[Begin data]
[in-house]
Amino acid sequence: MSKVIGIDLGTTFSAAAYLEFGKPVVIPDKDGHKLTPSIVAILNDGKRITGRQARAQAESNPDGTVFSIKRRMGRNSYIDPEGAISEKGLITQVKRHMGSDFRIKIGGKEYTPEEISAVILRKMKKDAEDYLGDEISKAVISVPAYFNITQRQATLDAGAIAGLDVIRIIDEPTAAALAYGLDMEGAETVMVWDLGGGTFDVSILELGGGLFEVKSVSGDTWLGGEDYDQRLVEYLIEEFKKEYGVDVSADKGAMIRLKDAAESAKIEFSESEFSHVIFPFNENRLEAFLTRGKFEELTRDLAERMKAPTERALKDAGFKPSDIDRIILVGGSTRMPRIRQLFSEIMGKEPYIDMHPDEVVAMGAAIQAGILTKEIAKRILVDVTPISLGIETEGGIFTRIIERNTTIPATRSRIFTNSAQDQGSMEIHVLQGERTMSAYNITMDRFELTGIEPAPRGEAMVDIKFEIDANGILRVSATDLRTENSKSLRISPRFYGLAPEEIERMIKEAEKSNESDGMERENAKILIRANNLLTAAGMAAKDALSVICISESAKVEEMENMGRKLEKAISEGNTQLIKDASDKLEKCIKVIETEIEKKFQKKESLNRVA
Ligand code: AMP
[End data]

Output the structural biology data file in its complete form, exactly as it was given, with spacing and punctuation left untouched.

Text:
[in-house]
Amino acid sequence: MSKVIGIDLGTTFSAAAYLEFGKPVVIPDKDGHKLTPSIVAILNDGKRITGRQARAQAESNPDGTVFSIKRRMGRNSYIDPEGAISEKGLITQVKRHMGSDFRIKIGGKEYTPEEISAVILRKMKKDAEDYLGDEISKAVISVPAYFNITQRQATLDAGAIAGLDVIRIIDEPTAAALAYGLDMEGAETVMVWDLGGGTFDVSILELGGGLFEVKSVSGDTWLGGEDYDQRLVEYLIEEFKKEYGVDVSADKGAMIRLKDAAESAKIEFSESEFSHVIFPFNENRLEAFLTRGKFEELTRDLAERMKAPTERALKDAGFKPSDIDRIILVGGSTRMPRIRQLFSEIMGKEPYIDMHPDEVVAMGAAIQAGILTKEIAKRILVDVTPISLGIETEGGIFTRIIERNTTIPATRSRIFTNSAQDQGSMEIHVLQGERTMSAYNITMDRFELTGIEPAPRGEAMVDIKFEIDANGILRVSATDLRTENSKSLRISPRFYGLAPEEIERMIKEAEKSNESDGMERENAKILIRANNLLTAAGMAAKDALSVICISESAKVEEMENMGRKLEKAISEGNTQLIKDASDKLEKCIKVIETEIEKKFQKKESLNRVA
Ligand code: AMP